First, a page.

Going API-Safe

Did some carving this weekend…

Did some carving this weekend…

Once upon a time Cesium contained Last.fm support. I was still very green, and it was implemented poorly, but this was also at the time of the significant Last.fm redesign, and things were equally screwy server-side. It became impossible to tell which errors were mine, what might be an issue on the other end. All that was clear was it didn’t work as reliably as it needed to.

Eventually I cut the feature. It was the first significant feature I ever cut from Cesium, but it was also relatively easy to drop a tangential feature that wasn’t working properly. If it couldn’t be done properly, I preferred to not do it at all.

It’s likely pretty clear where this is going. Cesium now contains a sizeable chunk of features that have been built upon undocumented functionality and characteristics of the iOS media player API. Undocumented doesn’t mean restricted or forbidden, but it is subject to change without notice. Through the first half of Cesiums life these changes were very minimal. In some instances they could even be exploited to provide new features or improve performance. It was fine as long as it kept working, but it was built on sand. In iOS 11, and now 12, that sand shifted leaving a whole family of interrelated features teetering precariously. For the last 18 months a huge portion of my available development time has been taken up with tinkering like a mechanic trying to keep an old jalopy on the road.

Here’s a good example: the Apple API provides no visibility to the contents of the system queue. Cesium uses a “technically allowed but unsupported” method to retrieve these items. It uses only properties that are publicly available, and it’s crazy slow, but it could be reliably used to capture the system queue. The ability to compare and sync with the system queue became the foundation for much of the advanced queueing features, like detecting discrepancies for Queue Resume. In iOS 11, an undocumented change meant that now this method only returned the first 500 items. Now, the system had to be rebuilt with Queue Resume essential to recontextualizing the queue in Cesium, or the first change would truncate longer queues to only 500 tracks. In iOS 12, the system started only returning the first 100 items (and everything could freeze and crash at potentially any time because the system API might just not respond and cause the app to time out). Now, a whole network of features are dependent on layers built upon an undocumented behaviour that cannot be relied upon, nor modified.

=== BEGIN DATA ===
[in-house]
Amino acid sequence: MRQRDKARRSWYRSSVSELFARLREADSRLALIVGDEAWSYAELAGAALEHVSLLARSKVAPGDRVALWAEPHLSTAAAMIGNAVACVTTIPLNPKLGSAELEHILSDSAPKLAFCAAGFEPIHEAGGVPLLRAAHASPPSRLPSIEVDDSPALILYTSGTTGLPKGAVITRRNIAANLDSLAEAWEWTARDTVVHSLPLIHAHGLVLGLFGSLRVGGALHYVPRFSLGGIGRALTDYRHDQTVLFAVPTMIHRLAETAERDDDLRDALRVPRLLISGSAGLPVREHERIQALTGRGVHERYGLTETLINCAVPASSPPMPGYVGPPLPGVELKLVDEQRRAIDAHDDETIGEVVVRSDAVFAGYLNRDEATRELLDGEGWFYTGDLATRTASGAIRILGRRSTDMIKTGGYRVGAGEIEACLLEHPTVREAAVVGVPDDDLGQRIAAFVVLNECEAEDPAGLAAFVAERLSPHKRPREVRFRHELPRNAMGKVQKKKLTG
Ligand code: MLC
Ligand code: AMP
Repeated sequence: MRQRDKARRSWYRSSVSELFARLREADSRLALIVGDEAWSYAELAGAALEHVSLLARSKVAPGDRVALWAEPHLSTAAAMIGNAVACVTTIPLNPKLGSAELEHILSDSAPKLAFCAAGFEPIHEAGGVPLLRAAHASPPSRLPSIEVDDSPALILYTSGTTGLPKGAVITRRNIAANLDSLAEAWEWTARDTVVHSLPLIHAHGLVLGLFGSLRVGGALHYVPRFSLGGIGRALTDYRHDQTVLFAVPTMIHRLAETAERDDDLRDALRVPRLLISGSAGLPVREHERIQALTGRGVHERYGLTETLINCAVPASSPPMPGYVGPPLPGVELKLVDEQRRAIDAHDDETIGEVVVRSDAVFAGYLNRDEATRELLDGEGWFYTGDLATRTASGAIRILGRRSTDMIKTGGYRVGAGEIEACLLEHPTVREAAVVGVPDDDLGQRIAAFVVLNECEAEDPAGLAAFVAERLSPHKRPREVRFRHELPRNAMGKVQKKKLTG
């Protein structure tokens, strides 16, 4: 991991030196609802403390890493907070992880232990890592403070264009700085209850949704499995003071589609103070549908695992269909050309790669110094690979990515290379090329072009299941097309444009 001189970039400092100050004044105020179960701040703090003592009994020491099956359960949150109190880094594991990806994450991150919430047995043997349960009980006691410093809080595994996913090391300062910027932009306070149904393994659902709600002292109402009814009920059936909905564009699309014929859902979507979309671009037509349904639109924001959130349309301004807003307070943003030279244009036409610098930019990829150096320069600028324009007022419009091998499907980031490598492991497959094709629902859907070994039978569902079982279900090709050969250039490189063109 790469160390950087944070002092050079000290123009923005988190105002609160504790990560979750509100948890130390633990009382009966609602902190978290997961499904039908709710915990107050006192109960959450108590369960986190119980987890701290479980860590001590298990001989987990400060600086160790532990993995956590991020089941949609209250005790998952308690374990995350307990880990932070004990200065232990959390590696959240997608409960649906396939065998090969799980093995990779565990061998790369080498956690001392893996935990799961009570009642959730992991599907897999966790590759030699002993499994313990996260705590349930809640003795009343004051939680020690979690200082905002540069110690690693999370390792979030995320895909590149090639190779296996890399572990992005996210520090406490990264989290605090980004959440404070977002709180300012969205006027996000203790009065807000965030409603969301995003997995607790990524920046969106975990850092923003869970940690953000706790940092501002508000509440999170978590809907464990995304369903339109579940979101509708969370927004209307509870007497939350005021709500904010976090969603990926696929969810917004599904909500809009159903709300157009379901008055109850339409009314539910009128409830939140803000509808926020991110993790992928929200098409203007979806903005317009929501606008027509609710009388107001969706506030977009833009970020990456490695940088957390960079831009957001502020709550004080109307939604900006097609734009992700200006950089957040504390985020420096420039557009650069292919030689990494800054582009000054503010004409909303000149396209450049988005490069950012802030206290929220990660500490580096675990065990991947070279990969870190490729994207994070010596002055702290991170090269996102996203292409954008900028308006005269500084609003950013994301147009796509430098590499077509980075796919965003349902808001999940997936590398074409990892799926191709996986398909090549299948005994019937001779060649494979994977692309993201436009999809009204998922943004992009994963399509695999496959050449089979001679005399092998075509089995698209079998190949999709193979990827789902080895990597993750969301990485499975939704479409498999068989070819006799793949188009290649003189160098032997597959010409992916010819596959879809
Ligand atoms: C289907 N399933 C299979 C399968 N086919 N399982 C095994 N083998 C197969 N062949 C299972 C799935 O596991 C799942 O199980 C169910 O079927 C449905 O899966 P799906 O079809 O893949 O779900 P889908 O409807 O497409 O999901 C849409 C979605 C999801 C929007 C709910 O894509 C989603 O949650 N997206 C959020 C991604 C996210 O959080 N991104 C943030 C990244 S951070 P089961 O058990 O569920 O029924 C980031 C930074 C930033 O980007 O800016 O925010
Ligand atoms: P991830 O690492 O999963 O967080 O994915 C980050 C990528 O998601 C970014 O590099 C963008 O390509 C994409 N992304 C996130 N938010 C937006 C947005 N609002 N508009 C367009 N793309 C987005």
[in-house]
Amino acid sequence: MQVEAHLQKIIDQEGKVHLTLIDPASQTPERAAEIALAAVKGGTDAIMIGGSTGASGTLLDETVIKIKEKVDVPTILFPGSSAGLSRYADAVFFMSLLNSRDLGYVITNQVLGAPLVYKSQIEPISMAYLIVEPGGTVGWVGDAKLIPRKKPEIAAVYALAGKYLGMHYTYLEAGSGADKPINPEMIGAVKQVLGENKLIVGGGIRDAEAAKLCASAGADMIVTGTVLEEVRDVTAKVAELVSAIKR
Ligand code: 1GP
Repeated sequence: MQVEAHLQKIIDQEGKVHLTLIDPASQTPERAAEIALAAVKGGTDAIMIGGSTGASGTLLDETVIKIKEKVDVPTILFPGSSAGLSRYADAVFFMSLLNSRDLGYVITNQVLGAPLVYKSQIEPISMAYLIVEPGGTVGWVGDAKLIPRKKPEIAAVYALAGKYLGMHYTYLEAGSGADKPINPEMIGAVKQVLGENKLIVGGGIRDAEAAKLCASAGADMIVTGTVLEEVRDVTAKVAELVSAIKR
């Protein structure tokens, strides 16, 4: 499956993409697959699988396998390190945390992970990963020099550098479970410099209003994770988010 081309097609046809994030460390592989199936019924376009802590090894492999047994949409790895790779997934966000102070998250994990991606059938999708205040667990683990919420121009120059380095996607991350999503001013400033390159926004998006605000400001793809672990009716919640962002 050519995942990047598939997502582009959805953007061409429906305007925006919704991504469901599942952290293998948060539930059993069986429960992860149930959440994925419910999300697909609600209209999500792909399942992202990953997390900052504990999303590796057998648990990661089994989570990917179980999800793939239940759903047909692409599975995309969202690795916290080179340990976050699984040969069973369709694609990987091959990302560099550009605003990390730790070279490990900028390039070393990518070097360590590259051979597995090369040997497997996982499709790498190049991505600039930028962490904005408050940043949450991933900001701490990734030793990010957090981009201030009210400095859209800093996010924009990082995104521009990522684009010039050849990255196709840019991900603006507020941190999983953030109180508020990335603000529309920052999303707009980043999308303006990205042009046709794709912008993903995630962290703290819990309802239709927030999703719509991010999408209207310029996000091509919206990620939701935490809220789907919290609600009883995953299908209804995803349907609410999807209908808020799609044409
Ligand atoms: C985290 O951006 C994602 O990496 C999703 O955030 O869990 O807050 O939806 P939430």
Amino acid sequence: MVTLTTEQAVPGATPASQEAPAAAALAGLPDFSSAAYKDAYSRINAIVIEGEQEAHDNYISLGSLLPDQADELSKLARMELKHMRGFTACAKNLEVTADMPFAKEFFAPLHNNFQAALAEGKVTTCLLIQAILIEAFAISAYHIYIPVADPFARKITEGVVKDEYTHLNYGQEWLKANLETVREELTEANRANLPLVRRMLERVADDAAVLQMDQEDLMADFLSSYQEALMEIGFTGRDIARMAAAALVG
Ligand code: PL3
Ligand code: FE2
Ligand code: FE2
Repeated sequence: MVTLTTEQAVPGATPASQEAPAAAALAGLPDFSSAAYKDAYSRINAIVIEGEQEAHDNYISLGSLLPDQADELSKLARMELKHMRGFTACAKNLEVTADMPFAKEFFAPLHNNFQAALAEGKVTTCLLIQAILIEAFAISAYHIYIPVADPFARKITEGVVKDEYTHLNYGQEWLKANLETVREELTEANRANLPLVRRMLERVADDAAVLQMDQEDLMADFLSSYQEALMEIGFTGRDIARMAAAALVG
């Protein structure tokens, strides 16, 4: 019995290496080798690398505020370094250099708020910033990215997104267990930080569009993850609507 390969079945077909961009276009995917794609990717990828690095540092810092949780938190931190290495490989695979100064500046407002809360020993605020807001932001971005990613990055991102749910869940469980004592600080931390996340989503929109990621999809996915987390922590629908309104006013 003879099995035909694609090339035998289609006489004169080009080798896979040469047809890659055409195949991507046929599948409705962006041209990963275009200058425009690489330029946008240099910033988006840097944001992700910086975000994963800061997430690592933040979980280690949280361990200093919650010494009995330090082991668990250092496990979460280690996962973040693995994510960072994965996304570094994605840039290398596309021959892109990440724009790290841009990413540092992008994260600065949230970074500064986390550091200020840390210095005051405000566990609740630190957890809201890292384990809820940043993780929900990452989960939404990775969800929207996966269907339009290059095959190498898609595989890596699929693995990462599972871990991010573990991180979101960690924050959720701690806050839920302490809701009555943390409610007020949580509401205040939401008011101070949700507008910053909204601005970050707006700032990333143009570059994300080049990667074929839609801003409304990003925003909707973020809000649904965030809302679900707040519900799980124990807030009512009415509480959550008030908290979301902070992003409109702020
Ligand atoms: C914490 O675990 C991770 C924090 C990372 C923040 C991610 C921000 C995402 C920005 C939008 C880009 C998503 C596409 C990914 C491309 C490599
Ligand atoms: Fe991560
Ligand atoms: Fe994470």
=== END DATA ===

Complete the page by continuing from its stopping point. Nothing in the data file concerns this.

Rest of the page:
This was pretty quickly reflected in the reviews. Cesiums overall rating has started to slip, and I see a lot of variations of “I used to love this app” nowadays. The economics of the App Store are harsh to both developers and existing (non-subscribing) users. Cesium has a roughly 90% monthly churn, so most of these users (even the 5-star reviewers) will move on soon enough. The reality is that success and growth for Cesiums economic model are driven by delivering new users an optimal experience. Pushing the problematic features behind the “Advanced Queueing” setting and disabling this by default helped, but it is quite literally sweeping the problem under the rug.

Going API-Safe

For the last week or so I have been working on a new, API-safe branch of Cesium. A version of the app based (almost) exclusively on documented API features. Certainly in regards to the media player API. The idea is to do only what can be done well, reasonably “safely,” and future-proof. The casualties would look something like this:

  • Queue Management: The first casualty is explicit queue management. Tracks can still be queued up to Play Next, or Play Later, but not viewing, reordering, or deleting from the queue.

  • Playback History: Not technically impossible, but nowhere to live. And easy enough to reproduce with a Recently Played smart playlist.

  • Resume Queue: I won’t lie, I didn’t shed tears over this one.

  • Shuffle Modes: Without the custom queue layer it isn’t possible to shuffle by album or grouping.

  • Shake to Shuffle: Could only work when Cesium was running, which is not representative of the full listening experience. This is a strict cut, but that’s the idea.

  • Ratings and Love: The ratings API was never updated to account for iCloud Music Library. Changes never propagated to the cloud, and in worst cases the cloud would actually overwrite local ratings. The Love API was never officially documented.

  • Today Widget: Without ratings/love this brings no value over the iOS default.

  • Tab-Specific Search: I 😍 the new integrated NavBar search bars, but they are buggy as hell when you put them in multiple tabs. I still have to jump through hoops just to keep the single Search tab working with the “More” tab.

  • Multi-Genre Support: I have mixed feelings about this one. Technically, it could stay but the current implementation has a significant issue that can’t be worked around without seriously affecting performance. This is about doing less flawlessly, so it has to go.

It’s a substantial shift, and one that I know will kill the “pet feature” for a lot of users. At the same time, it’s clear that a new approach is needed in order for Cesium to remain viable moving forward. As always, it’s likely entirely up to your listening habits; I’ve personally found the change refreshing. I’m not yet sure if, when or how the API-safe version will be released. But it’s something I’m working on and I’d love to hear back from you in the comments.